Claiming Loss of Property that Did Not Exist After a Fire Sends Insured to Jail
To successfully defraud an insurance company the fraudster must use a modicum of skill, intelligence, and effort. When an insured presents a claim for expensive property he did not own, and did not have sufficient income and assets to own, resulted in arrest and conviction of the insured in The People Of The State Of New York v. Terrell L. Murray, 2020 NY Slip Op 04255, 299 KA 14-00921, Supreme Court Of The State Of New York Appellate Division, Fourth Judicial Department (July 24, 2020). After the trial court convicted defendant Terrell L. Murray (Murray) upon a jury verdict of insurance fraud in the third degree and falsifying business records in the first degree. Murray appealed.
The conviction arises from the filing of an insurance claim for various items of property that were ostensibly destroyed in a residential fire, which, upon investigation, was established to have been intentionally set.
The evidence of defendant’s prior misrepresentation on the relevant application for insurance was properly admitted in evidence to establish his intent to defraud. The Appellate Division concluded that the probative value of that evidence outweighed its potential for prejudice, and that the court’s limiting instructions minimized any prejudice to defendant.
Evidence of Murray’s poor financial condition was relevant to whether the contents of the subject claim forms were false inasmuch as it tended to prove that defendant did not actually own and possess in his residence the numerous expensive items of property that he claimed were destroyed in the fire. Any error in admitting that evidence is harmless inasmuch as the proof of defendant’s guilt, without reference to the error, is overwhelming, and there is no significant probability that the jury would have acquitted defendant had it not been for the error.
Defendant further contended that the court erred in granting the People’s request to instruct the jury on accessorial liability because doing so impermissibly introduced an alternative theory of liability, i.e., that he acted in concert with his wife, that was not charged in the indictment as amplified by the bill of particulars. The Appellate Division rejected Murray’s contention because an indictment charging a defendant as a principal is not unlawfully amended by the admission of proof and instruction to the jury that a defendant is additionally charged with acting-in-concert to commit the same crime, nor does it impermissibly broaden a defendant’s basis of liability, as there is no legal distinction between liability as a principal or criminal culpability as an accomplice.
Contrary to Murray’s contention, the accessorial liability instruction did not introduce any new theory of culpability into the case that was inconsistent with that in the indictment, and thus his indictment as a principal provided him with fair notice of the charges against him.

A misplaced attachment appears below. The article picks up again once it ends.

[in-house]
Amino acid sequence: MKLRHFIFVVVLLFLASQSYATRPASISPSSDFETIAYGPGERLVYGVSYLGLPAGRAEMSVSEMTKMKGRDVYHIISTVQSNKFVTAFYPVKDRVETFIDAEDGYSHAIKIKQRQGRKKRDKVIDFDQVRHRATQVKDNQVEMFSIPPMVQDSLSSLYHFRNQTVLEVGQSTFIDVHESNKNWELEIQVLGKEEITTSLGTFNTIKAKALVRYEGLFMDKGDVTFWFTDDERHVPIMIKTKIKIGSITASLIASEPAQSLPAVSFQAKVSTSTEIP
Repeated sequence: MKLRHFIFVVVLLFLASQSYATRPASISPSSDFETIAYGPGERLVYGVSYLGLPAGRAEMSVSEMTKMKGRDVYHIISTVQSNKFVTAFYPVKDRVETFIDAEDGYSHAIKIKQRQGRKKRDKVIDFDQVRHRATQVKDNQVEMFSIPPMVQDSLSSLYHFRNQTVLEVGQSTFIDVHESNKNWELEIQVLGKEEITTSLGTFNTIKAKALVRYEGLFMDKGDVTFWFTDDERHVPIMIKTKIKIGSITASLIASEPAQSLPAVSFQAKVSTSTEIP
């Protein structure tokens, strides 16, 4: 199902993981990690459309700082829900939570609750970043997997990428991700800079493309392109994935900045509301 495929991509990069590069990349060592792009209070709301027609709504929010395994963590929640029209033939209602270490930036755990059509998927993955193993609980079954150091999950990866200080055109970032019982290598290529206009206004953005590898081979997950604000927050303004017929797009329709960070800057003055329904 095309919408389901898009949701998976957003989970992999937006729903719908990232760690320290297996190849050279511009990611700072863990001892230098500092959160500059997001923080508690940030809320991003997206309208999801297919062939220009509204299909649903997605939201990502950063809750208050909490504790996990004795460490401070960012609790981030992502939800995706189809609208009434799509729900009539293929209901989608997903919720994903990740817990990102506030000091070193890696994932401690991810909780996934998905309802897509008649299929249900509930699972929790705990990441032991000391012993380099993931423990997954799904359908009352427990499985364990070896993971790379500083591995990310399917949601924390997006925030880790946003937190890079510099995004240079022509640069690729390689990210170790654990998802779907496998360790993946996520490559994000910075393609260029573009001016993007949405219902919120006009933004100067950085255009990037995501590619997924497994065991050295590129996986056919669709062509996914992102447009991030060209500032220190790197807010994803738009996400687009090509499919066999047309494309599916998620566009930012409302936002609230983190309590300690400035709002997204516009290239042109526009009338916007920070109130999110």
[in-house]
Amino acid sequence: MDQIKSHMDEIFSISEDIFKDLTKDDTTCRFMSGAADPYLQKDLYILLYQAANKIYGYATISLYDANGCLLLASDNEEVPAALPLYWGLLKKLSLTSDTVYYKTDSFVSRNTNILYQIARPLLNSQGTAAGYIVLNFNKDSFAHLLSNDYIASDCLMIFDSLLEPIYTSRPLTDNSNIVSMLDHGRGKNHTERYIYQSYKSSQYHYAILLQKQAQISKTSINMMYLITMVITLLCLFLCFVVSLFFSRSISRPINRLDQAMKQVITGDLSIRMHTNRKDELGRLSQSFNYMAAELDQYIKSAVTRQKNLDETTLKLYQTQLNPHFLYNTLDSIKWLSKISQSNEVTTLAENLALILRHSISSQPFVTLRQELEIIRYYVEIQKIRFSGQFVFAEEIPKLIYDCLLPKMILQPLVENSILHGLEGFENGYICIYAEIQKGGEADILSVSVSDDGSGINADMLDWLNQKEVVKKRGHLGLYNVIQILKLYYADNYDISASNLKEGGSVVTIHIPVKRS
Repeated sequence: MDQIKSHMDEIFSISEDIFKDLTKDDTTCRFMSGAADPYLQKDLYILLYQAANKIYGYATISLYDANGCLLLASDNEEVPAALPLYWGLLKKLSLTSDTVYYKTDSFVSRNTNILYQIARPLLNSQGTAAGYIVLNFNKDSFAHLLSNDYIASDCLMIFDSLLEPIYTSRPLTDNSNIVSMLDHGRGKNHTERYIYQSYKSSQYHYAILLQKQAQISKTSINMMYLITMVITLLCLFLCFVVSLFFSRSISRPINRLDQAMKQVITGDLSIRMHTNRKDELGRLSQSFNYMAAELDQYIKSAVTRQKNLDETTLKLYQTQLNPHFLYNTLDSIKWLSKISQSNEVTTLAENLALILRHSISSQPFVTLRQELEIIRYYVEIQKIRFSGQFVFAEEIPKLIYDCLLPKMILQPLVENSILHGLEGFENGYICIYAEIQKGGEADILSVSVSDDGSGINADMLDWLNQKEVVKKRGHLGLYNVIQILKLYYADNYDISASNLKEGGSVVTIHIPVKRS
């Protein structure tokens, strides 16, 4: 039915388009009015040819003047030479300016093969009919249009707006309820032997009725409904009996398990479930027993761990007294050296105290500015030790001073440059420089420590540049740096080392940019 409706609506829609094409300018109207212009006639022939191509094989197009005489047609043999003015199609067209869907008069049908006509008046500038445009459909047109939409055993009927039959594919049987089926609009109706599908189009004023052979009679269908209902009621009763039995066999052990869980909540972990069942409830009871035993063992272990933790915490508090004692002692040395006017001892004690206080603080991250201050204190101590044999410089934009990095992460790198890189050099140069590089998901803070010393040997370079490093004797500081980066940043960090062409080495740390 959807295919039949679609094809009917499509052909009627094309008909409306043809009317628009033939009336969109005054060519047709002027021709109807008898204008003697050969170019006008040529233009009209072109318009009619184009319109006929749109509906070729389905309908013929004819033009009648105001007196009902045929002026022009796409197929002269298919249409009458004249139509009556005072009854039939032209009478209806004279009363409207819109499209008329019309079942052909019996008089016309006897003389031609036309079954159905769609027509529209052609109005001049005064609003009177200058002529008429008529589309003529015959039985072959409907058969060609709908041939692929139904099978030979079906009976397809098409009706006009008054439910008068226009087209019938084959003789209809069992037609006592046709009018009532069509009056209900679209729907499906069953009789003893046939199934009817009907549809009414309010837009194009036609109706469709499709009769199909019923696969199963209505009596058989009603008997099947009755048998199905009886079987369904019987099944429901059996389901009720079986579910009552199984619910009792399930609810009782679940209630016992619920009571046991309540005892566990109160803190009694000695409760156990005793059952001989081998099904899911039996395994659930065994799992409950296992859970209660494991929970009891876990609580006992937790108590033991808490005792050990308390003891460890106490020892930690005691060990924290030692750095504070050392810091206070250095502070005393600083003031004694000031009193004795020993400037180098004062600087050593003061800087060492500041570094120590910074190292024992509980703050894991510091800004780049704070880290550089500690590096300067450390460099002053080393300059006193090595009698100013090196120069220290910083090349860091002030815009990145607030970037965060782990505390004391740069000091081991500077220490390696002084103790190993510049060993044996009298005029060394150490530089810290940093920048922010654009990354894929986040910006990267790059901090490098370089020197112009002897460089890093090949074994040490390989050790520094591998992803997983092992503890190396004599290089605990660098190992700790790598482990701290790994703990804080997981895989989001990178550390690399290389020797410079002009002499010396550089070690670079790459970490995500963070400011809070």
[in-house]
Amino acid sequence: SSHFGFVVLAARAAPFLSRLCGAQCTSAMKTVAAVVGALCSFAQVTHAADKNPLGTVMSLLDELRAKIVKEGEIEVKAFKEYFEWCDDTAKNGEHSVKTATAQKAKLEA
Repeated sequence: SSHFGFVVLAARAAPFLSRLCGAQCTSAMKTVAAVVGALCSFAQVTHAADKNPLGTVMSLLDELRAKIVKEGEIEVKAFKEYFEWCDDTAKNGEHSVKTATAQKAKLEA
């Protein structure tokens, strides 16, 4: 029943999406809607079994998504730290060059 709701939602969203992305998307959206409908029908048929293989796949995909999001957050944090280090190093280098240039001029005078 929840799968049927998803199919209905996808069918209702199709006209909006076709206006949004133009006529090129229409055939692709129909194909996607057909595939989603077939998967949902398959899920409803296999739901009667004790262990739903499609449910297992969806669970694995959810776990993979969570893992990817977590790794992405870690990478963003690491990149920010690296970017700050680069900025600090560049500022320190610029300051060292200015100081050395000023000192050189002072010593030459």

Viewing the evidence in the light most favorable to the People and affording them the benefit of every favorable inference there is a valid line of reasoning and permissible inferences which could lead a rational person to the conclusion reached by the jury on the basis of the evidence at trial.
Contrary to defendant’s specific contention, even if he did not personally complete and sign each claim form, the evidence is legally sufficient to establish that he “cause[d] to be presented” a written statement containing materially false information in support of a claim for payment pursuant to an insurance policy and caused a false entry in the business records of an enterprise by meeting with the insurance company’s representative and submitting to him the forms that were to be filed on defendant’s behalf.
As has been said from the beginning of time: “When you do the crime you must be ready to do the time.” Murray did the crime. The evidence was clear and overwhelming. Murray’s arguments against his conviction were weak and immediately disposed of, with little effort, by the New York Appellate Division.
© 2020 – Barry Zalma
Barry Zalma, Esq., CFE, now limits his practice to service as an insurance consultant specializing in insurance coverage, insurance claims handling, insurance bad faith and insurance fraud almost equally for insurers and policyholders. He also serves as an arbitrator or mediator for insurance related disputes. He practiced law in California for more than 44 years as an insurance coverage and claims handling lawyer and more than 52 years in the insurance business. He is available at http://www.zalma.com and email@example.com.
Mr. Zalma is the first recipient of the first annual Claims Magazine/ACE Legend Award.
Over the last 52 years Barry Zalma has dedicated his life to insurance, insurance claims and the need to defeat insurance fraud. He has created the following library of books and other materials to make it possible for insurers and their claims staff to become insurance claims professionals.
Read posts from Barry Zalma at https://parler.com/profile/Zalma/posts